Argos himself is the central figure in this satire, fussing in the songs over mundane topics and acting as though his mediocre rock band is somehow really important (“Stop buying your albums from the supermarket / They only sell records that have charted / And Art Brut, we’ve only just started”). The utter emptiness of statements about how awesome it was that they actually formed their own band, how they’re going to be on Top of the Pops, etc. is indeed amplified by far emptier and more hyperbolic statements such as “We’re gonna be the band that writes the song that makes Israel and Palestine get along.” In these latter cases, one is presumably supposed to laugh at the idea of the dopey twenty-something indie rocker making bad jokes.
Rob Mitchum’s initial Pitchforkmedia review focuses somewhat on the idea of the album as humor-oriented. Mitchum, however, seems to view the actual subject matter of the songs as being witty in and of itself, rather than seeing the songs as being intentionally dumb and thus perhaps kind of funny. Is anyone really going to assert, however, that the actual content of songs like “Formed a Band” (which Mitchum refers to as “a sly origin story”) and “My Little Brother” (praised by Mitchum as “hilarious” because of a line about how the little brother makes mix tapes consisting of tracks from single B-sides and bootlegs) is itself genuinely witty?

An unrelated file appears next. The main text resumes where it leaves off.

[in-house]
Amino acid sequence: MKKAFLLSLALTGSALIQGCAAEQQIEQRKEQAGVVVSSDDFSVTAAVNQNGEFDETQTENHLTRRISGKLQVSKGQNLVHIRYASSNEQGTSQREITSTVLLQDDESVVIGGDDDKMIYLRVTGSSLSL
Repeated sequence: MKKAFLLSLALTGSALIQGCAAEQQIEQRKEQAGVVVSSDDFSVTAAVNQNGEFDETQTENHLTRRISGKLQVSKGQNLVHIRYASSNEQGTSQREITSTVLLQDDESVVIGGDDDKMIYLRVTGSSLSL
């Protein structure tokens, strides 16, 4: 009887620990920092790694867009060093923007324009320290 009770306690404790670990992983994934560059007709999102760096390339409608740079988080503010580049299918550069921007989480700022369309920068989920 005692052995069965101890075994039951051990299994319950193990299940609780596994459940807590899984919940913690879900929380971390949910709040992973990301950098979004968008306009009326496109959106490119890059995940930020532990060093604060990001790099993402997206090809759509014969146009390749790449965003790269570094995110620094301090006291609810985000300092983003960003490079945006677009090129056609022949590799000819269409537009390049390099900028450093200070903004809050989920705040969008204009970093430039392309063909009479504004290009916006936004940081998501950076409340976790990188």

Unlike the Pterodactyls, 25 Suaves, and Andrew W.K., the humor in Art Brut is not just intentionally dumb but also intentionally annoying. Thus, I would argue that this album’s humor is actually fairly conservative in nature and more in line with the now fairly well established trend of annoying characters on television shows (Seinfeld, Everybody Loves Raymond, etc.) than with the more revolutionary raison d’être of pure silliness in records by the Bulb bands.
If there is one track on which Art Brut at least partly transcend the doldrums of this approach, it is “Emily Kane,” wherein Argos’ stupid pronouncements are not as annoying as on other songs and are at least close to being obfuscated anyway by the only bit of truly post-punk signifying musical transcendence on the album, the band sounding briefly like a really good Television Personalities song.